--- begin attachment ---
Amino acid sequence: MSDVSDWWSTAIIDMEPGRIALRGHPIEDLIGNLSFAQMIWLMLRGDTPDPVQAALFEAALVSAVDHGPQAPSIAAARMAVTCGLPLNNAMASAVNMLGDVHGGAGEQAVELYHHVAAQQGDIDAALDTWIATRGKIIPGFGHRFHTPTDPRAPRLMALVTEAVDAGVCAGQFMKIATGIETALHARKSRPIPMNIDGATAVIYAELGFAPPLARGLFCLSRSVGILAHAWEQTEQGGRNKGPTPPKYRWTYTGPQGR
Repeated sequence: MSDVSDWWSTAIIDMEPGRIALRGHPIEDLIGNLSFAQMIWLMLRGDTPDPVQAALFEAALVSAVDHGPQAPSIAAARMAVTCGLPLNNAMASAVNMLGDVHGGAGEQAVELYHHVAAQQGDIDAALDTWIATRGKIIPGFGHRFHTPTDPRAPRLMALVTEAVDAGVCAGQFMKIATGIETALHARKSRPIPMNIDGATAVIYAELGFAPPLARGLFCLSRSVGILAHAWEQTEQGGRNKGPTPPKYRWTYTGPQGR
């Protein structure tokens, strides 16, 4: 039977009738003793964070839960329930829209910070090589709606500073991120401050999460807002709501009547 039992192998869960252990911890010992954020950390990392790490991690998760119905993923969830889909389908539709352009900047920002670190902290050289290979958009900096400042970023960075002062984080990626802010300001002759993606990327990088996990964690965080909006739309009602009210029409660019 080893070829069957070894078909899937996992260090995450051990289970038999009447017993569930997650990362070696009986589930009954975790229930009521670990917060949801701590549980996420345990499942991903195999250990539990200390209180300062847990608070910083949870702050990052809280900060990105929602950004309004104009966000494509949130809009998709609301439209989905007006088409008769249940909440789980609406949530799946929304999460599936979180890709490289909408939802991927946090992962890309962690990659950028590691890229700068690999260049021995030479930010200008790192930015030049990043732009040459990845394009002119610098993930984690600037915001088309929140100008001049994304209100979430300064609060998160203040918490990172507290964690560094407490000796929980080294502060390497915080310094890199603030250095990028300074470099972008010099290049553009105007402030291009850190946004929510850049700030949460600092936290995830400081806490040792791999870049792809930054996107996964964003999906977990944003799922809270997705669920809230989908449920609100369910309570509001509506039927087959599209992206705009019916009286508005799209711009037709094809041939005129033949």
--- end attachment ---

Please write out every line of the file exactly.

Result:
Amino acid sequence: MSDVSDWWSTAIIDMEPGRIALRGHPIEDLIGNLSFAQMIWLMLRGDTPDPVQAALFEAALVSAVDHGPQAPSIAAARMAVTCGLPLNNAMASAVNMLGDVHGGAGEQAVELYHHVAAQQGDIDAALDTWIATRGKIIPGFGHRFHTPTDPRAPRLMALVTEAVDAGVCAGQFMKIATGIETALHARKSRPIPMNIDGATAVIYAELGFAPPLARGLFCLSRSVGILAHAWEQTEQGGRNKGPTPPKYRWTYTGPQGR
Repeated sequence: MSDVSDWWSTAIIDMEPGRIALRGHPIEDLIGNLSFAQMIWLMLRGDTPDPVQAALFEAALVSAVDHGPQAPSIAAARMAVTCGLPLNNAMASAVNMLGDVHGGAGEQAVELYHHVAAQQGDIDAALDTWIATRGKIIPGFGHRFHTPTDPRAPRLMALVTEAVDAGVCAGQFMKIATGIETALHARKSRPIPMNIDGATAVIYAELGFAPPLARGLFCLSRSVGILAHAWEQTEQGGRNKGPTPPKYRWTYTGPQGR
């Protein structure tokens, strides 16, 4: 039977009738003793964070839960329930829209910070090589709606500073991120401050999460807002709501009547 039992192998869960252990911890010992954020950390990392790490991690998760119905993923969830889909389908539709352009900047920002670190902290050289290979958009900096400042970023960075002062984080990626802010300001002759993606990327990088996990964690965080909006739309009602009210029409660019 080893070829069957070894078909899937996992260090995450051990289970038999009447017993569930997650990362070696009986589930009954975790229930009521670990917060949801701590549980996420345990499942991903195999250990539990200390209180300062847990608070910083949870702050990052809280900060990105929602950004309004104009966000494509949130809009998709609301439209989905007006088409008769249940909440789980609406949530799946929304999460599936979180890709490289909408939802991927946090992962890309962690990659950028590691890229700068690999260049021995030479930010200008790192930015030049990043732009040459990845394009002119610098993930984690600037915001088309929140100008001049994304209100979430300064609060998160203040918490990172507290964690560094407490000796929980080294502060390497915080310094890199603030250095990028300074470099972008010099290049553009105007402030291009850190946004929510850049700030949460600092936290995830400081806490040792791999870049792809930054996107996964964003999906977990944003799922809270997705669920809230989908449920609100369910309570509001509506039927087959599209992206705009019916009286508005799209711009037709094809041939005129033949």